When the ladies auxiliary committee for the National Association of Master Plumbers first formed, it was composed entirely of men. The men were tasked with finding diverting excursions for their wives while the master plumbers association held its annual convention. In June, 1910, for example, the women enjoyed an auto ride, some shopping and a luncheon at the convention held in Chicago. But in 1919, once the auxiliary committee was finally turned over to the women, the organization, which was little more than a social club, would transform into a platform for activism and become one of the oldest women’s organizations in the country.
When the American History Museum acquired the organization’s archives, the 92-year-old collection became the most thorough documentation of a women’s group in the museum’s holdings, according to curator Cathy Keen. “We have collections that relate peripherally to women’s activism but not any one long-standing women’s organization represented in our collection.”
Even before acquiring the right to vote nationally, women were a part of American business from the start, including the plumbing industry. “In those days,” explains Keen, “women in the home tended to be the dispatchers and answered the inquiries, even providing estimates and things like that.” They often kept the books and helped manage their husbands’ businesses.
Over time, with the help of the Women’s Auxiliary, their role would transform from support to activism. Working in issues from the environment, sanitation and health and labor, including supporting the Family and Medical Leave Act, the women created a model for social engagement and gained valuable experience lobbying for change over the course of a century.
“They gained business experience and experience working with legislators and lobbying for causes and fundraising,” says Keen, “there are all kinds of ways that they benefited as individuals.”
One of the most notable campaigns was the group’s 1938 partnership with Texaco gas stations to improve the washroom facilities and sanitation. The company even began using its improved bathrooms in its advertising and other companies began following suit. The auxiliary similarly targeted restaurants, food handling stores and grocery stores which sometimes had no sanitary facilities available.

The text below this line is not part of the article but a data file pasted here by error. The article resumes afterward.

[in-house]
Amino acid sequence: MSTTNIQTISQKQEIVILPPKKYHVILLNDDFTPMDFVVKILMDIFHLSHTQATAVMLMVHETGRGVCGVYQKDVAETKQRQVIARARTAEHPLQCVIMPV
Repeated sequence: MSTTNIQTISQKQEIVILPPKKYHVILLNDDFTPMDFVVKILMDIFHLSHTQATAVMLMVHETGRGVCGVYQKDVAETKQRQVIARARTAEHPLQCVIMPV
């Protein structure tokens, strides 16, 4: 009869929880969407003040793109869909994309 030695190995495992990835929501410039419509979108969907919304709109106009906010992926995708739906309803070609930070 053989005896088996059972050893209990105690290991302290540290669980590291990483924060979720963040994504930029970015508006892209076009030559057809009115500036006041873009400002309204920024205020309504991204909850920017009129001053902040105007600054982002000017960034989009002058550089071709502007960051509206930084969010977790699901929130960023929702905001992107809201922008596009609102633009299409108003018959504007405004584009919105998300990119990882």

On the 50th anniversary of the organization’s founding, then president Edna Malitz wrote a column for the convention in New Orleans saying, “We have come a long way back to New Orleans-since Chicago, Illinois–28-29-30, 1910–when the “Ladies Committee” consisted of all men.”
Malitz wrote in that year’s report:
Presidents made their traveling expenses in early years by making and selling chances on handmade quilts that were real masterpieces–until 1947–when yours truly was elected president. Who, not being the quilt making type, graciously was allowed $299 from the treasury. From this gesture expenses of the Executive Board were born into today’s being.
The materials acquired by the museum include scrapbooks, account and ledger books and the annual proceedings recorded by the historian. One of Keen’s favorite finds was the photographs of people in costume for the conventions. “The conventions had a lot of ceremony and ritual to them,” says Keen. Elaborate industry and company traditions were not uncommon, according to Keen. Many even had songbooks, including the Women’s Auxiliary.
The organization is now part of the Plumbing-Heating-Cooling Contractors’ National Auxiliary and continues to raise funds for scholarships across the country and engage in social causes.